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White Like Me

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Dear Black People,

After watching season one of the Netflix series Dear White People, I want to apologize for my ancestors having screwed up your lives for the past 200 hundred plus years and for making race relations so fraught to this day.

Watching Dear White People made me uncomfortable, as it is no doubt meant to do. Episode after episode, I squirmed as well-meaning (and some not so well-meaning) white students try to relate to their black counterparts at a fictional Ivy League school called Winchester. (The gun comes immediately to mind.) Whether getting called out for partying in blackface or learning that only blacks get to use the N word, the white kids at Winchester are alternately baffled and angered by their black classmates’ refusal to go easy on them.

The premise of Dear White People is that a mixed race student named Samantha White hosts a regular segment on the college radio station that starts “Dear white people” and  gives her a platform to air her exasperation, dismay, or outright disgust at the way people of color are treated at her school. Her show – and indeed the series – force whites to look at their privilege in a sometimes humorous, but always uncompromising, way.

What I love about the show is that each episode is told from the perspective of one student at the school. Even the black students at Winchester are not united in their views of how best to advance black causes at the school. Some are assimilators who want to find diplomatic solutions. Some are activists who wish to be confrontational. All have unique stories, and learning their stories is perhaps the most instructive part of the show for whites who might be tempted to paint all African-Americans with the same broad brush.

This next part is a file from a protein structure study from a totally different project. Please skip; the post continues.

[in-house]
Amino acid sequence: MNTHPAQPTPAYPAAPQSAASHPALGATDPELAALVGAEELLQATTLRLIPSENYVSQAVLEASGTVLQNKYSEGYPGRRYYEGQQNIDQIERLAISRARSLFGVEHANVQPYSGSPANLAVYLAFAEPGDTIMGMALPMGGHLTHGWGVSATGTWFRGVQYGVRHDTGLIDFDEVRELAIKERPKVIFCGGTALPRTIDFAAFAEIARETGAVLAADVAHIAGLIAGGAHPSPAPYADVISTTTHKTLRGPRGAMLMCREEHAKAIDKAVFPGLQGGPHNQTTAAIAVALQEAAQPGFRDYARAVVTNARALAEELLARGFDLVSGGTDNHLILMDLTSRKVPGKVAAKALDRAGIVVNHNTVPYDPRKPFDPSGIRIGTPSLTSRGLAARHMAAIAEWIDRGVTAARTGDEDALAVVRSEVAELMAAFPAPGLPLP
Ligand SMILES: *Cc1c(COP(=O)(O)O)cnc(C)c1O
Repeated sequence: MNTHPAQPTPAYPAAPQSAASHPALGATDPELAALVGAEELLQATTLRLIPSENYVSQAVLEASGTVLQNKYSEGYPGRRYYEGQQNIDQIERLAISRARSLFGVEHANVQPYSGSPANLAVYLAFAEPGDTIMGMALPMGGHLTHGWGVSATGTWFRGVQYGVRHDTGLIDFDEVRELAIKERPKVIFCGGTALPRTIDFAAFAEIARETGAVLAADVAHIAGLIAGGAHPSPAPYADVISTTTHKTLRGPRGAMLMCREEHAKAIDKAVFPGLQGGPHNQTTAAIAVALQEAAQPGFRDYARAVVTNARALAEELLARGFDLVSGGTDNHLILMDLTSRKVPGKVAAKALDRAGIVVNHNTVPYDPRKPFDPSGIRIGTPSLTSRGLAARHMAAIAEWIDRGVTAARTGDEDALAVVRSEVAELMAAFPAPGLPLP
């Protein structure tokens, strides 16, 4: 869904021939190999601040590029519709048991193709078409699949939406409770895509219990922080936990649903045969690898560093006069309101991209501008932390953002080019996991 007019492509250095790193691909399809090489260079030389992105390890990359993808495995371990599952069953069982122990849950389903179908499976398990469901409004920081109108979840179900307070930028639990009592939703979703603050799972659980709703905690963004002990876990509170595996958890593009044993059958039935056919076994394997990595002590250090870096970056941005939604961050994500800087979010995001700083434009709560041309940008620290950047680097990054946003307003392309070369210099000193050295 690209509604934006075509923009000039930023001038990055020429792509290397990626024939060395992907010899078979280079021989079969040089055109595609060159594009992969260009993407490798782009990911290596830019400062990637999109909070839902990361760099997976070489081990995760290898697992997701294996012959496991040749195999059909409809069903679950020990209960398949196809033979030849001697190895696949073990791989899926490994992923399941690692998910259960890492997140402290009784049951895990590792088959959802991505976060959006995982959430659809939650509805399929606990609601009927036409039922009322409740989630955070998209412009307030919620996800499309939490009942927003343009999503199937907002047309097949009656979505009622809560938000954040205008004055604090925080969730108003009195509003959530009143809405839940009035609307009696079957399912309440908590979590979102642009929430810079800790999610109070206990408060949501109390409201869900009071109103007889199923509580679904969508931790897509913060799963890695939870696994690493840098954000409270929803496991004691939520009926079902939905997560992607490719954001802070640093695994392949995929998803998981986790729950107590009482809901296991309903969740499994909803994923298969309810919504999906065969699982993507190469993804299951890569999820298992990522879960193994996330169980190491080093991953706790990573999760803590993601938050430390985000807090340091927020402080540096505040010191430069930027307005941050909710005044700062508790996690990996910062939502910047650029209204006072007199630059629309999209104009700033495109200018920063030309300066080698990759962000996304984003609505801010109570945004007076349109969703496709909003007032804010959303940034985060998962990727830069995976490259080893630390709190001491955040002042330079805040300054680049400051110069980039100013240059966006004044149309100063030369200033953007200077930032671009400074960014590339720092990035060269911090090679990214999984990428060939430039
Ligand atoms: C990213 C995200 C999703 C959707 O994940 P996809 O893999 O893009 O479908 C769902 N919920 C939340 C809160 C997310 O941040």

A twist in the show is that Sam, the radio personality/activist, is secretly dating a white grad student at the beginning of Episode 1. Once they are outed, Sam’s boyfriend Gabe tries to walk the tightrope of being sympathetic to the black students’ plight without being patronizing. But he learns that, as a white person, he just doesn’t get it, and probably never will. The same can be said for white audiences of Dear White People. But that doesn’t mean we should stop trying.

While the show has deadly serious moments, it’s also very funny. The repartee among the students is topical and witty.  And the characters totally won me over. There’s the shy gay student who has a crush on his roommate, his equally gay newspaper editor who is constantly yelling at him for not doing the story he was assigned, the Buffy-like girl who gets an Emotional Support Animal to handle the stress, the Kenyan who insists that his people are superior because “we did not get captured” in Africa.

Dear White People is a sly, witty, earnest, and well-acted comedy-drama and a must-see for anyone who wants to examine modern race relations in America. I can’t wait for season two!